Bodie mentioned that a wise leader should be the quietest person in the room, which made me think of Lao-Tzu’s saying, “if you want to lead the people, get behind them.” The quiet leader is mostly quiet in a reflective and deliberative sense, receding from view in order to empower others. The key is being a good listener, encouraging people to step up, and shifting the onus for change on a committed group, rather than the all-encompassing “leader.” Though Bodie clearly has the competence to get things done, she’s very much invested in collaboration, and making sure everyone gets along. This is a welcome departure from heads who trivialize culture, and represent their school’s interests in boring, boneheaded terms: “this is where we’re going, this is what we stand for, this is how we do it.” But Bodie kept returning to the importance of community, conversation, and relationships; it was clear these values framed her perspective on the most essential dimensions of the Spence experience. But she’s also a true planner; very much tactical, strategic, and organized. In this sense she embodies both aspects of leadership, getting things done and providing vision.
Back to the education piece. Spence is investing in various forms of professional development, but the central focus over the next several years is deepening understanding of learning theory, so that it directly informs the craft of teaching. Here the emphasis is on becoming a better practitioner; learning how emerging research on pedagogy, brain science, adolescent development, memory, retention, and motivation impact lesson planning, curriculum development, assessment, feedback, etc. What stands out about Spence’s approach to PD is that they’re not resting on “rapport” as the final determinant of educational quality; yes it’s important to establish connections and relationships, but it’s just as important to develop a rigorous understanding of how to teach intelligence and understanding so that kids become more independent and self assured in the face of academic challenges.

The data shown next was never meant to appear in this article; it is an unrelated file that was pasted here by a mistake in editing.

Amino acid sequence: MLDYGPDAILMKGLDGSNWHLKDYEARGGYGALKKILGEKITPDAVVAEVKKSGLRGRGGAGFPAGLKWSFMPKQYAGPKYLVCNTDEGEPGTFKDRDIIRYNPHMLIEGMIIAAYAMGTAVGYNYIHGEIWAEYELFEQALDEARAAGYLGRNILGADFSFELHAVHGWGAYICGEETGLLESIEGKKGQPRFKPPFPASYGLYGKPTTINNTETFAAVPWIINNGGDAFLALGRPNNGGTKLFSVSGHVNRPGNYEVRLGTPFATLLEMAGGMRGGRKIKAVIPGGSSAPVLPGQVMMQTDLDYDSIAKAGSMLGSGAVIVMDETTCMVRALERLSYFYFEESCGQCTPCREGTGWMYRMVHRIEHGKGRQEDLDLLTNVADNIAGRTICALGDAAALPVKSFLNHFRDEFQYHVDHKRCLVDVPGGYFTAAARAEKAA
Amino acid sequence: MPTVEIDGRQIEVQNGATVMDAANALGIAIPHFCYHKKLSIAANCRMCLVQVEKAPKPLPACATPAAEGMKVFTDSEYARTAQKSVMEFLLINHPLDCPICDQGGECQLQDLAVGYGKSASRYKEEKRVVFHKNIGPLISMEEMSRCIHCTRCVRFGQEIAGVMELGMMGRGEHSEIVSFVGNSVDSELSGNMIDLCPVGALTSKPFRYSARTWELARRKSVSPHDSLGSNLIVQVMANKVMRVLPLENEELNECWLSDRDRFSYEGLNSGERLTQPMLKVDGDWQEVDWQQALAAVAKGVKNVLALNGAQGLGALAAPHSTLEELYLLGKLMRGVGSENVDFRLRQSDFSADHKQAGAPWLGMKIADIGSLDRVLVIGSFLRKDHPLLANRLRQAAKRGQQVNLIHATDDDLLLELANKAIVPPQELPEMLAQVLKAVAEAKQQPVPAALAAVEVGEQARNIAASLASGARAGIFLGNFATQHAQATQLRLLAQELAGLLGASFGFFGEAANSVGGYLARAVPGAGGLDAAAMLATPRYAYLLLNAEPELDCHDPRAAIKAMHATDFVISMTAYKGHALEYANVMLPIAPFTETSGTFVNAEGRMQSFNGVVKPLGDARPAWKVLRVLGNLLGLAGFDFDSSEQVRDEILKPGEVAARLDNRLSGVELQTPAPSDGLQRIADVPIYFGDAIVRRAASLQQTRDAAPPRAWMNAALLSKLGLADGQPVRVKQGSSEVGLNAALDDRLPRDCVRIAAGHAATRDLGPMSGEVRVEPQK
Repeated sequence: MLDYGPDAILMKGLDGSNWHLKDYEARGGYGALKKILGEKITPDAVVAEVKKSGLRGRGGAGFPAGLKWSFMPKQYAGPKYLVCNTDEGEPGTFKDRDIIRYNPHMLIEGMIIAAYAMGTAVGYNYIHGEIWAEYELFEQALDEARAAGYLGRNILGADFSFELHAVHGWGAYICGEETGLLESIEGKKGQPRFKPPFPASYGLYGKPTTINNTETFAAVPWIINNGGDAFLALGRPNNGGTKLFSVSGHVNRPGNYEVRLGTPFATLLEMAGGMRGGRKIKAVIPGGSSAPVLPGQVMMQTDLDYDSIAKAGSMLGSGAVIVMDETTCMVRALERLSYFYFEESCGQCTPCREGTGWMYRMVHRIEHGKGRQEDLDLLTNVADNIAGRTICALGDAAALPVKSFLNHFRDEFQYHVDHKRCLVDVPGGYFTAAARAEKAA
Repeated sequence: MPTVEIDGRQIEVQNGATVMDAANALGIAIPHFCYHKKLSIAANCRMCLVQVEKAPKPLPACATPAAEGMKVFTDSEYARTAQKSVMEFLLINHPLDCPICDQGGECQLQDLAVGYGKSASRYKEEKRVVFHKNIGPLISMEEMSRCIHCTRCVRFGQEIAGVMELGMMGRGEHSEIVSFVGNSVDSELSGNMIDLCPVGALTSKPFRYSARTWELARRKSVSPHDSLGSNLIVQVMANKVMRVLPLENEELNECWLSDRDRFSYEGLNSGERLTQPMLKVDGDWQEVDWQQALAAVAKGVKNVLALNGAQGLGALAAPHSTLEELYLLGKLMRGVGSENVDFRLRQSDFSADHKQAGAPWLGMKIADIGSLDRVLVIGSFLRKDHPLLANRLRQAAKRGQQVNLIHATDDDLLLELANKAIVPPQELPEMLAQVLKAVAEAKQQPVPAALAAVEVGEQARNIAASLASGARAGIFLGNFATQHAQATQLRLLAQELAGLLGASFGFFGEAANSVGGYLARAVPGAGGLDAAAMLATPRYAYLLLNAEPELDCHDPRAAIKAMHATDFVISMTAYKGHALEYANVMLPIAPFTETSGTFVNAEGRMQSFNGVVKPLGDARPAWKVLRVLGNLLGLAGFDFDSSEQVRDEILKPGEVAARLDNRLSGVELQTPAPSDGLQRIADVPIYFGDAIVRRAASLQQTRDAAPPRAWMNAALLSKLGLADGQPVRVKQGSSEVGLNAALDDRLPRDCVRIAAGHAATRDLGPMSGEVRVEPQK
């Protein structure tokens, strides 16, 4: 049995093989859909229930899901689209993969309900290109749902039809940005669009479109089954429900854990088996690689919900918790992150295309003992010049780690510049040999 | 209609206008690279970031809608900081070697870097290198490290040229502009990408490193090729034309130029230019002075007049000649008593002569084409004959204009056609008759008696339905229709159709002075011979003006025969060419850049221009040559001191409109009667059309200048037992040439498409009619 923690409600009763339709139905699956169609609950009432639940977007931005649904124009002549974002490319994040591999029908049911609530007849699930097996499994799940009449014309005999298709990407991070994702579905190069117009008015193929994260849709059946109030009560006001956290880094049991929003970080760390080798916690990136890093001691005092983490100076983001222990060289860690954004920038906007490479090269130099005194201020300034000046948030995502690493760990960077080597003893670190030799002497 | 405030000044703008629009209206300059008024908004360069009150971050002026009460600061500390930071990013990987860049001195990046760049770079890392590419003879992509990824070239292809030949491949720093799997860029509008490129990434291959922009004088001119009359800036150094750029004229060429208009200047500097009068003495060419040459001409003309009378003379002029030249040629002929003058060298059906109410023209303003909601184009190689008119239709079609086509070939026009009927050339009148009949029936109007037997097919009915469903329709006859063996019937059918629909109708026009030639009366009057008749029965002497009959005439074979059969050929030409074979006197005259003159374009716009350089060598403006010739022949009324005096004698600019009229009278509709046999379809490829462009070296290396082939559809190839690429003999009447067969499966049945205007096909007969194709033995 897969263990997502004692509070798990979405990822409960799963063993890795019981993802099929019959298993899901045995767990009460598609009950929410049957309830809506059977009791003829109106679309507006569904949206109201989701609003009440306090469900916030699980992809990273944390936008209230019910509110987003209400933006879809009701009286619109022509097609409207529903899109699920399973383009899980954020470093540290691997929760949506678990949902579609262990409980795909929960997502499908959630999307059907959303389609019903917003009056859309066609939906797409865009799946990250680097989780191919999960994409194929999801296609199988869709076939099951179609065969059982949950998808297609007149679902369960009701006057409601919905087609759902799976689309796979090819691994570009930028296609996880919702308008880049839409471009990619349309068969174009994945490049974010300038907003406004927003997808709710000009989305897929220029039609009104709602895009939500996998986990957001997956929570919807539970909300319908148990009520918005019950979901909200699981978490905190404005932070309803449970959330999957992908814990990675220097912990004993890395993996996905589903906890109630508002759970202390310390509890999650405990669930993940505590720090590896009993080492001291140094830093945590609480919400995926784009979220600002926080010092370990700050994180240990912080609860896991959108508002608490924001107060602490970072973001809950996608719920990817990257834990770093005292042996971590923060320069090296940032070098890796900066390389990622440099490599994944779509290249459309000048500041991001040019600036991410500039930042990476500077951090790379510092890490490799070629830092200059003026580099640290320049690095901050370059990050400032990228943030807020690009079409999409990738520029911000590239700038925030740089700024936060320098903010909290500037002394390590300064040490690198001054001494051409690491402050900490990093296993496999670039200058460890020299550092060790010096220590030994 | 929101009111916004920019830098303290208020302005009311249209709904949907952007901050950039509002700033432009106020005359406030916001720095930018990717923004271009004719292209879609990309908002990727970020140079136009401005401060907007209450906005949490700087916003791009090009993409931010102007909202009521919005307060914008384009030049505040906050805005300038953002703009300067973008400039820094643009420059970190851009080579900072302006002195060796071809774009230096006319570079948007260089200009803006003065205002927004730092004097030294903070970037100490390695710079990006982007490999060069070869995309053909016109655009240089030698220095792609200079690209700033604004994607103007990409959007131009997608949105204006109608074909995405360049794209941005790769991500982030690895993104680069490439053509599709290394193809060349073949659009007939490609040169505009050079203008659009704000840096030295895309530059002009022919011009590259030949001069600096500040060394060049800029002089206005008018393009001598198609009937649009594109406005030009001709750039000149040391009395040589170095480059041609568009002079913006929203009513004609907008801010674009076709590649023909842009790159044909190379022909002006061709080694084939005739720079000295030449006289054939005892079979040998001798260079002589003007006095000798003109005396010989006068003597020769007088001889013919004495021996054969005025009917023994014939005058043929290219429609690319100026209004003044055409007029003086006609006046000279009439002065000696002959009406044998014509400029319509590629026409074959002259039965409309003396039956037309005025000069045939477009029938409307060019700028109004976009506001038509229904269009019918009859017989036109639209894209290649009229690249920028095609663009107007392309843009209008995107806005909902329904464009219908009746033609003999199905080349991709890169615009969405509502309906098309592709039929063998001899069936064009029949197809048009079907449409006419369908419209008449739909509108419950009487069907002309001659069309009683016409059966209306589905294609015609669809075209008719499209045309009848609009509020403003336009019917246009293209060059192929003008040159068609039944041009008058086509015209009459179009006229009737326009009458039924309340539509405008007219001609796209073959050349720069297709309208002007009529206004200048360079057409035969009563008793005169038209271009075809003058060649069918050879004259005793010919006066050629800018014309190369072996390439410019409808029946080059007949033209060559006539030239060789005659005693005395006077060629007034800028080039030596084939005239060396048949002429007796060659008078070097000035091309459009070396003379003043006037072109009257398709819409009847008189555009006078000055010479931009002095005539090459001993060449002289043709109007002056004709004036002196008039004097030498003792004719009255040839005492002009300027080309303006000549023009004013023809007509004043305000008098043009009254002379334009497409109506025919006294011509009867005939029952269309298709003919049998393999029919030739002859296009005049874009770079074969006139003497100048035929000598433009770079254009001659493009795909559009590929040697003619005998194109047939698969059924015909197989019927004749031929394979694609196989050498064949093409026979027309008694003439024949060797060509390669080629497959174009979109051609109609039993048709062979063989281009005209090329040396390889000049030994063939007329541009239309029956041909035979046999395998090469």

Bodie applies the same logic to faculty, saying that “you want to drive your people wild, but not crazy.” That is, you want to inspire passion, but you also want to provide a structure that directs passion towards real, achievable goals. One without the other is no bueno, in the same way that a permissive school environment without standards of responsibility and achievement is no bueno.
Bodie loves what she does. She said that a few times. She said in order to be a good leader, you have to love leading, which is a confident way of embracing its demands, without seeming arrogant. This was part of her appeal. She was passionate and dedicated to fulfilling her responsibilities, but equally committed to staying grounded.
Spence Educational Vision
With a commitment to academic excellence and personal integrity, The Spence School prepares a diverse community of girls and young women for the lifelong transformation of self and the world with purpose, passion, and perspective
Offering a rigorous, liberal arts study, The Spence School develops high standards and character while creating an environment that fosters self confidence and the joy of learning. Charging our students to meet the demands of academic excellence and responsible citizenship in a changing world, we teach that divers points of view fuel inquiry, engagement, and deeper understandings of complex truths. We believe in the strength, intellect, and vitality of women.